Science & Technology Book Reviews (page 163)

Released: Sept. 1, 1999

"If you're going to own just one general science book, you'd do well to make it this one."
Gribbin, assisted by his occasional co-author Mary, tops himself with this one-volume summary of the current state of scientific knowledge. Read full book review >
Released: Aug. 27, 1999

"A series of meandering discussions of great scientists that is two parts Charlie Rose to one part Bill Maher. (12 photos, not seen)"
A mixed bag of essays on 12 great scientists, derived from a series of radio shows hosted by the author. Read full book review >

Released: Aug. 25, 1999

"Essential Clarke; highly recommended."
A science fiction giant (3001: The Final Odyssey, 1997, and many others), Clarke has always been equally at home in nonfiction. Read full book review >
Released: Aug. 23, 1999

"Covers the gamut of current scientific research on the possibility of life elsewhere in our solar system and beyond. (17 illustrations)"
A sweeping look at the many possible places we can search for signs of extraterrestrial life, from distant galaxies to our own back door. Read full book review >
Released: June 23, 1999

"I believe the world is a better place.' (Author tour)"
The founder of a major Internet-based enterprise offers a chronology and insider's narrative of Netscape, from its inception through a wildly successful public stock offering. Read full book review >

BODY by Sharon Sloan Fiffer
Released: June 8, 1999

"Overall a winsome compendium, suitable for bedside or seaside, where body parts can be contemplated in their (relative) nakedness."
Let us now celebrate body parts, in this collection of generally fine essays from talented writers. Read full book review >
Released: June 1, 1999

"A thought-provoking treatment of the grandest of subjects, highly recommended to anyone interested in the world beyond tomorrow."
Eternity is a daunting concept, but modern cosmologists are not afraid to face it. Read full book review >
Released: June 1, 1999

"Burke is in a league alone when it comes to freewheeling intellectual curiosity and mapping nature's strange designs."
Back playing his theme music——the process by which new ideas emerge is serendipitous and interactive"—is the hugely entertaining Burke (The Pinball Effect, 1996, etc.). Read full book review >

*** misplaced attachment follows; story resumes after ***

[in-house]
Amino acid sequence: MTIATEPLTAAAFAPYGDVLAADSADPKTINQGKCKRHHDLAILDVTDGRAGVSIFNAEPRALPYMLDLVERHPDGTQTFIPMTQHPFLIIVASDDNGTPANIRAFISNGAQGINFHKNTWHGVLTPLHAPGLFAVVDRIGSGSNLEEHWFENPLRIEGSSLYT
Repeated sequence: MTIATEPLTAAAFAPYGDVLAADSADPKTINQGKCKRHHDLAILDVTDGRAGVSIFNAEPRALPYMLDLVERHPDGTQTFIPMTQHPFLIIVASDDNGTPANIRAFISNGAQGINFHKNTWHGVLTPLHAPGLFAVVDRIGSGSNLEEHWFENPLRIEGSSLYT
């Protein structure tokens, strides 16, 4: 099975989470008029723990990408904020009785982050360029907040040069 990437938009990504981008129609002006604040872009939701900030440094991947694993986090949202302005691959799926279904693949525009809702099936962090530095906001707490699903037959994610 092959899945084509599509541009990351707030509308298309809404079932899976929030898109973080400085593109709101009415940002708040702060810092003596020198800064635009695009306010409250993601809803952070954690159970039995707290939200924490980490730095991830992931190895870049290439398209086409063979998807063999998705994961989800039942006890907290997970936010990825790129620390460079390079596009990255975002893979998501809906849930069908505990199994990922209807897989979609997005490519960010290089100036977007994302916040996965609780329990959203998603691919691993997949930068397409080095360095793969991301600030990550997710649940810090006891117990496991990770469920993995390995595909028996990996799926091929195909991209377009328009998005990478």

Released: June 1, 1999

"A disappointing effort that, for all its detail, says very little."
Technological and economic progress meet social decay in this ambitious book that promises more than it delivers. Read full book review >
Released: June 1, 1999

"A fascinating and insightful account of the two co-inventors of the world's first computer, written in a succinct style that will capture and sustain the interest of even the least technically sophisticated reader. (10 b&w illustrations, not seen)"
A fluid history of the achievements and the controversies surrounding the design and building of the world's first digital computer. Read full book review >
Released: June 1, 1999

"These three self-proclaimed believers have actually debunked every paranormal abduction phenomenon with a well-reasoned terrestrial explanation. (Radio satellite tour)"
A well-written anti-abduction perspective on alien encounters that systematically examines and refutes each argument used by abduction proponents. Read full book review >
Released: June 1, 1999

"A good introduction to the history of a science on the cutting edge."
One of the newest scientific specialties has as its subject the oldest living things: the unbelievably ancient fossils of the Pre-Cambrian period. Read full book review >
Kirkus Interview
Yoojin Grace Wuertz
February 27, 2017

In Yoojin Grace Wuertz’s debut novel Everything Belongs to Us, the setting is Seoul in 1978. At South Korea’s top university, the nation’s best and brightest compete to join the professional elite of an authoritarian regime. Success could lead to a life of rarefied privilege and wealth; failure means being left irrevocably behind. For childhood friends Jisun and Namin, the stakes couldn’t be more different. Jisun, the daughter of a powerful business mogul, grew up on a mountainside estate with lush gardens and a dedicated chauffeur. Namin’s parents run a tented food cart from dawn to curfew; her sister works in a shoe factory. Now Jisun wants as little to do with her father’s world as possible, abandoning her schoolwork in favor of the underground activist movement, while Namin studies tirelessly in the service of one goal: to launch herself and her family out of poverty. But everything changes when Jisun and Namin meet an ambitious, charming student named Sunam, whose need to please his family has led him to a prestigious club: the Circle. Under the influence of his mentor, Juno, a manipulative social climber, Sunam becomes entangled with both women, as they all make choices that will change their lives forever. “Engrossing,” our reviewer writes in a starred review. “Wuertz is an important new voice in American fiction.” View video >